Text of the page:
In honor of the Bouchon opening party tonight, where supposedly I will be hobnobbing with the likes of Gary Oldman and Ryan Seacrest, EatingLA is giving away a copy of Thomas Keller's new Ad Hoc at Home cookbook. These family-style recipes look wonderful, especially the scallion potato cakes, just in time for Hanukah.
To win a copy of the book, email me at pattyberlin@yahoo. com with the answers to these questions:
What type of business was originally in the building where Keller's French Laundry is located?
and, for the tricky one: The original owners of the French Laundry restaurant relocated to another Northern California town in an area which sports its own dialect? What is this invented lingo called?
In the meantime, here's the recipe for scallion potato cakes to tide you over.
Scallion potato cakes
3 pounds large russet potatoes
1/2 cup cornstarch
Kosher salt and freshly ground black pepper
While potato pancakes can be made by grating potatoes straight into the pan, we grate and rinse them, squeeze them dry, and toss them with cornstarch. The cornstarch prevents the potatoes from discoloring and helps to bind the cakes (they don’t contain any eggs) and make them crisp. These can be served with duck or with corned beef, and topped with a poached egg. You could make smaller individual cakes to serve as an appetizer with smoked salmon and Horseradish Cream (page 57) or Slow-Cooker Apple Butter (page 249) and sour cream. These are best eaten immediately, but you can keep the first and second batches warm in the oven while you cook the final one.
Preheat the oven to 200°F. Set a cooling rack on a baking sheet. Cut away the ends of the scallions on a severe diagonal and discard,then cut the dark greens into very thin slices. (Reserve the remaining scallions for another use.) Set aside. S
et up a food processor with the coarse shredding blade. Peel the potatoes and shred them. Immediately transfer them to a large bowl of cold water and swirl and rinse the potatoes. Lift them from the water and dry in a salad spinner. Transfer to another large bowl. Spoon the cornstarch around the sides of the bowl and toss the potatoes with it (adding the cornstarch this way will help to coat the potatoes evenly). Do not let the potatoes sit for too long, or they will release their starch and the centers of the potatoes can become sticky.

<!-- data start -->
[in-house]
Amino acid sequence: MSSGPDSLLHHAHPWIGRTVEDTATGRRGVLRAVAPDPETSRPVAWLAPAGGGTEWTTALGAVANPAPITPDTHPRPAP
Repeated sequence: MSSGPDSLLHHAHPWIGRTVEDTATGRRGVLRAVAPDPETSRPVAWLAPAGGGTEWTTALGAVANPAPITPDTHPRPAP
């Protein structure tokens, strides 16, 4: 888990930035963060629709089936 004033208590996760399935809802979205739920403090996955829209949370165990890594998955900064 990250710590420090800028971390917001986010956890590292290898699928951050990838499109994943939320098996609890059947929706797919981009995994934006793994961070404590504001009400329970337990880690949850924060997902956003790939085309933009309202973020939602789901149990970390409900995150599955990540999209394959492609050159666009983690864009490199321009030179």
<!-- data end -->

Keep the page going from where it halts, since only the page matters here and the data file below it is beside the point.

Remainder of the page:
Heat some canola oil in a 10-inch nonstick frying pan over medium-high heat until the oil is shimmering. Turn down the heat to medium. Add one-sixth of the potatoes, gently spreading them into an 8- to 9-inch circle. Keep the potato cake light and airy; do not press down on the potatoes. Season with a generous pinch each of salt and pepper. Reserve a cup of the scallion greens for garnish, and sprinkle one- third of the remaining scallion greens over the potatoes.
Carefully spread another one-sixth of the potatoes on top; again, do not press down on them. Season with salt and pepper. Cook for 6 to 7 minutes, to brown the bottom. You should hear the potatoes sizzling in the oil; if the potatoes get quiet and are not sizzling, or the pan looks dry, add a bit more oil. Turn the pancake over to brown the second side. The pancakes are somewhat fragile and can be difficult to ﬂip with a spatula; if you don’t feel comfortable turning them, invert the pancake onto the back of a baking sheet, held tilted over a second baking sheet, as some oil may seep out, then return the pan to the heat and slide the potato cake into the pan browned side up. Cook until the second side is browned and crisp, then transfer to the rack and keep warm in the oven while you cook the remaining 2 pancakes.
Cut each pancake into 4 wedges, stack on a platter, and garnish with the reserved scallion greens.